SEND GHANA commends GHS for proactively cautioning Ghanaian citizenry on Monkeypox

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SEND-Ghana
SEND-Ghana
Spining

SEND GHANA has commended the Ghana Health Service for taking proactive steps to increase surveillance and cautioning the Ghanaian citizenry to be on a high alert even before the monkeypox disease spreads across the country.

They however urged government to commit more resources to finance epidemic preparedness in the country.

A release signed by the Chief Executive Officer of SEND GHANA, Siapha Kamara, indicated that, it’s extremely necessary to reinforce their call for the government of Ghana and health policymakers to increase funding for epidemic preparedness.

The release also said, “While SEND GHANA applauds the GHS, we deem it extremely necessary to reinforce our call for the government of Ghana and health policymakers to increase funding for epidemic preparedness. In emergencies such as this, reliable and adequate funding is essential to, for example, increase human resource capacity, create and sustain public awareness, strengthen surveillance and response systems to help prevent disease outbreaks, and ensure rapid response at local level, etc.”

According to SEND GHANA, future epidemics are inevitable and it is necessary to make a long-term investment in health security systems as well as preparedness to deal effectively with public health emergencies.

Below is the original press release:

SEND GHANA has taken notice of reports of recently confirmed cases of the Monkeypox virus in Ghana. According to the Director-General of the Ghana Health Service (GHS), five cases of the infectious disease have been recorded in Ghana’s Eastern, western, and Greater Accra regions.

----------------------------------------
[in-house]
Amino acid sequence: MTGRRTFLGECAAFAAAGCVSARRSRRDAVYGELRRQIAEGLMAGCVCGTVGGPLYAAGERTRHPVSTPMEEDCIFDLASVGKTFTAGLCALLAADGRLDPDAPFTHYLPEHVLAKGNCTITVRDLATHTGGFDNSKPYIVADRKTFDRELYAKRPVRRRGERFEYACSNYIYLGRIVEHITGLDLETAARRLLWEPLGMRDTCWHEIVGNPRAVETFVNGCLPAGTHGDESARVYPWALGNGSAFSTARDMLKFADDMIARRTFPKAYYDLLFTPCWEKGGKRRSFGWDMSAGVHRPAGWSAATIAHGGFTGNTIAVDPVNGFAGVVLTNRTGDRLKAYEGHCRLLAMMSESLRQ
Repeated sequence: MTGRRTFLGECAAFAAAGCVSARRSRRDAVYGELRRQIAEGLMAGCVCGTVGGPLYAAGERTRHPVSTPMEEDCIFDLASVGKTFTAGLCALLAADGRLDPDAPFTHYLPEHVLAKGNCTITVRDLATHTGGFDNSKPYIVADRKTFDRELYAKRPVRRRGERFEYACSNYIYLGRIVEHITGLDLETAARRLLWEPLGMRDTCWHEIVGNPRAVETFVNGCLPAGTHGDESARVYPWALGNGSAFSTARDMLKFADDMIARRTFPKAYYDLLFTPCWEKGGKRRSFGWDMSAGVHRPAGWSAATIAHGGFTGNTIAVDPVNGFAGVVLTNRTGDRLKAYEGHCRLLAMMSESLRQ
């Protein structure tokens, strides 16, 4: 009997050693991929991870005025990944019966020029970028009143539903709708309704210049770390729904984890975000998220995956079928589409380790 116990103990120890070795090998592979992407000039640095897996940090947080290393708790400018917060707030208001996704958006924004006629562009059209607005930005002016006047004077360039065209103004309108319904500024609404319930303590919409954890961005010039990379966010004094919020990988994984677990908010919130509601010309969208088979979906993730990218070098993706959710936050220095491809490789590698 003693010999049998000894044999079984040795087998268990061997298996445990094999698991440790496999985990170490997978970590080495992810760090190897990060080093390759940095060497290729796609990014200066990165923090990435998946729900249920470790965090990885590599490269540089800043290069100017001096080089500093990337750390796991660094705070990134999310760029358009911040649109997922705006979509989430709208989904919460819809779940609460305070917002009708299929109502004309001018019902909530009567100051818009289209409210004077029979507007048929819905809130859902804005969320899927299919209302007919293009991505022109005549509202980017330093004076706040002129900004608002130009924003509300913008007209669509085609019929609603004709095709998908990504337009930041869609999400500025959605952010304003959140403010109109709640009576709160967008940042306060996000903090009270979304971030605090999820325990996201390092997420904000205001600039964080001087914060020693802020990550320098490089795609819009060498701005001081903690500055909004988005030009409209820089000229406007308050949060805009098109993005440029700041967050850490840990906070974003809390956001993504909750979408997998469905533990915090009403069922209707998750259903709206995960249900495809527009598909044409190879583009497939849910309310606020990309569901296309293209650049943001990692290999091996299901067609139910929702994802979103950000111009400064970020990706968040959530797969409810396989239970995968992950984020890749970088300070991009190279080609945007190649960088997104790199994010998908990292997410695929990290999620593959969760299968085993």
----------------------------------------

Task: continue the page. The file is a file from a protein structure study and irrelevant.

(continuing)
It is distressing that this is occurring at a time there is a surge in COVID-19 cases and the Influenza A H3N2, with the first case of the latter recorded in January 2022. This development suggests that Ghana is currently dealing with three health emergencies in the face of the prevailing economic challenges.

SEND GHANA wishes to commend the GHS for taking proactive steps to increase surveillance and cautioning the Ghanaian citizenry to be on a high alert even before the disease spreads across the country. Noting that some control measures are already in place to minimize the spread of the disease after it has been confirmed is a step in the right direction.

While SEND GHANA applauds the GHS, we deem it extremely necessary to reinforce our call for the government of Ghana and health policymakers to increase funding for epidemic preparedness. In emergencies such as this, reliable and adequate funding is essential to, for example, increase human resource capacity, create and sustain public awareness, strengthen surveillance and response systems to help prevent disease outbreaks, and ensure rapid response at local level, etc.

We maintain that future epidemics are inevitable. Therefore, it is necessary to make a long-term investment in health security systems and preparedness to deal effectively with public health emergencies. Responding too late to disease outbreaks costs lives and affects economic growth, national security, and the well-being of people. In developing economies such as Ghana, the poorest and most vulnerable people are the most affected by health threats.

We strongly urge the government to speed up efforts to set up the Public Health Emergency Fund and/or realign the existing COVID-19 Levy to include epidemic prevention and response at all levels. A Public Health Emergency Fund would be critical in helping increase resilience in Ghana’s health system to prepare and respond with urgency to existing public health risks and future epidemics.

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